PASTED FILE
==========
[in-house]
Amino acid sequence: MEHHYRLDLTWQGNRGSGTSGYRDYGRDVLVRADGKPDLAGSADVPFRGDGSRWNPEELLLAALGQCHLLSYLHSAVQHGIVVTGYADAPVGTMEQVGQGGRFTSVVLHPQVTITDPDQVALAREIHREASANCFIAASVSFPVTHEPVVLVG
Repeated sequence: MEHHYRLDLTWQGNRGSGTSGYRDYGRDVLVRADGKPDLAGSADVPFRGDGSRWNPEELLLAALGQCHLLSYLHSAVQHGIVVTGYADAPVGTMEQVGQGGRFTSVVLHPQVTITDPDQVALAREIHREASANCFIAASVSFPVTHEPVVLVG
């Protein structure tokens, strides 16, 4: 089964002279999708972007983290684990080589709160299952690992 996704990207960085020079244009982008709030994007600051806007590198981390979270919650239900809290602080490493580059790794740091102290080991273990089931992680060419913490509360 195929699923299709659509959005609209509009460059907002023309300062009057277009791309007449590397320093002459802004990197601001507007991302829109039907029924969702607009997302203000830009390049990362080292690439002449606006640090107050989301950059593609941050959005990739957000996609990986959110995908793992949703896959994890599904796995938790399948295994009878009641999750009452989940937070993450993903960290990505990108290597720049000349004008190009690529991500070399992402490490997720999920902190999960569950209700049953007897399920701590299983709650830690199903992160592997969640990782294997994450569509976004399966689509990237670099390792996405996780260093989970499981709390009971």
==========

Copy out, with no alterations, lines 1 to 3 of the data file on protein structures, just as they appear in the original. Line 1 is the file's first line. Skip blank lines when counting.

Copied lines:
[in-house]
Amino acid sequence: MEHHYRLDLTWQGNRGSGTSGYRDYGRDVLVRADGKPDLAGSADVPFRGDGSRWNPEELLLAALGQCHLLSYLHSAVQHGIVVTGYADAPVGTMEQVGQGGRFTSVVLHPQVTITDPDQVALAREIHREASANCFIAASVSFPVTHEPVVLVG
Repeated sequence: MEHHYRLDLTWQGNRGSGTSGYRDYGRDVLVRADGKPDLAGSADVPFRGDGSRWNPEELLLAALGQCHLLSYLHSAVQHGIVVTGYADAPVGTMEQVGQGGRFTSVVLHPQVTITDPDQVALAREIHREASANCFIAASVSFPVTHEPVVLVG